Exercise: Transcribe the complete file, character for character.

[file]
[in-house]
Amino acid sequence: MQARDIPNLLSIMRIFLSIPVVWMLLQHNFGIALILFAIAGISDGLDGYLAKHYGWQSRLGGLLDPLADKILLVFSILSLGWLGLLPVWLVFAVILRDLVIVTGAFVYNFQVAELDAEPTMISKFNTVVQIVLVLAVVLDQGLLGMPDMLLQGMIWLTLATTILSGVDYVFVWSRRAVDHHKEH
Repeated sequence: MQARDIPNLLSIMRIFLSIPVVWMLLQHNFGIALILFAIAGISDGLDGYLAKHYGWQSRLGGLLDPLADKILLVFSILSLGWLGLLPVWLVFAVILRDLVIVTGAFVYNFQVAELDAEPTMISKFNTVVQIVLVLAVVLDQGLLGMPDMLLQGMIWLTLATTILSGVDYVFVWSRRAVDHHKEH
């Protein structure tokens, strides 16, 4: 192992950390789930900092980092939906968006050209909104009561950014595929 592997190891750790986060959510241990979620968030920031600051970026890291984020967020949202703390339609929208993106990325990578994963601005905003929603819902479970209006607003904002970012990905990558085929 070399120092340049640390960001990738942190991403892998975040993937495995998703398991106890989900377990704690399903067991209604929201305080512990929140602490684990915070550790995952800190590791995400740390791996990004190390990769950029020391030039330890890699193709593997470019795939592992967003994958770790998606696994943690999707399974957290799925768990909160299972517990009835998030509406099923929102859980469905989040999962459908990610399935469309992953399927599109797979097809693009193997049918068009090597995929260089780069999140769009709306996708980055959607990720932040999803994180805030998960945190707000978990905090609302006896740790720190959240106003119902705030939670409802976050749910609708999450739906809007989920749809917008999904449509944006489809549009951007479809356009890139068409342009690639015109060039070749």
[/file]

[in-house]
Amino acid sequence: MQARDIPNLLSIMRIFLSIPVVWMLLQHNFGIALILFAIAGISDGLDGYLAKHYGWQSRLGGLLDPLADKILLVFSILSLGWLGLLPVWLVFAVILRDLVIVTGAFVYNFQVAELDAEPTMISKFNTVVQIVLVLAVVLDQGLLGMPDMLLQGMIWLTLATTILSGVDYVFVWSRRAVDHHKEH
Repeated sequence: MQARDIPNLLSIMRIFLSIPVVWMLLQHNFGIALILFAIAGISDGLDGYLAKHYGWQSRLGGLLDPLADKILLVFSILSLGWLGLLPVWLVFAVILRDLVIVTGAFVYNFQVAELDAEPTMISKFNTVVQIVLVLAVVLDQGLLGMPDMLLQGMIWLTLATTILSGVDYVFVWSRRAVDHHKEH
């Protein structure tokens, strides 16, 4: 192992950390789930900092980092939906968006050209909104009561950014595929 592997190891750790986060959510241990979620968030920031600051970026890291984020967020949202703390339609929208993106990325990578994963601005905003929603819902479970209006607003904002970012990905990558085929 070399120092340049640390960001990738942190991403892998975040993937495995998703398991106890989900377990704690399903067991209604929201305080512990929140602490684990915070550790995952800190590791995400740390791996990004190390990769950029020391030039330890890699193709593997470019795939592992967003994958770790998606696994943690999707399974957290799925768990909160299972517990009835998030509406099923929102859980469905989040999962459908990610399935469309992953399927599109797979097809693009193997049918068009090597995929260089780069999140769009709306996708980055959607990720932040999803994180805030998960945190707000978990905090609302006896740790720190959240106003119902705030939670409802976050749910609708999450739906809007989920749809917008999904449509944006489809549009951007479809356009890139068409342009690639015109060039070749």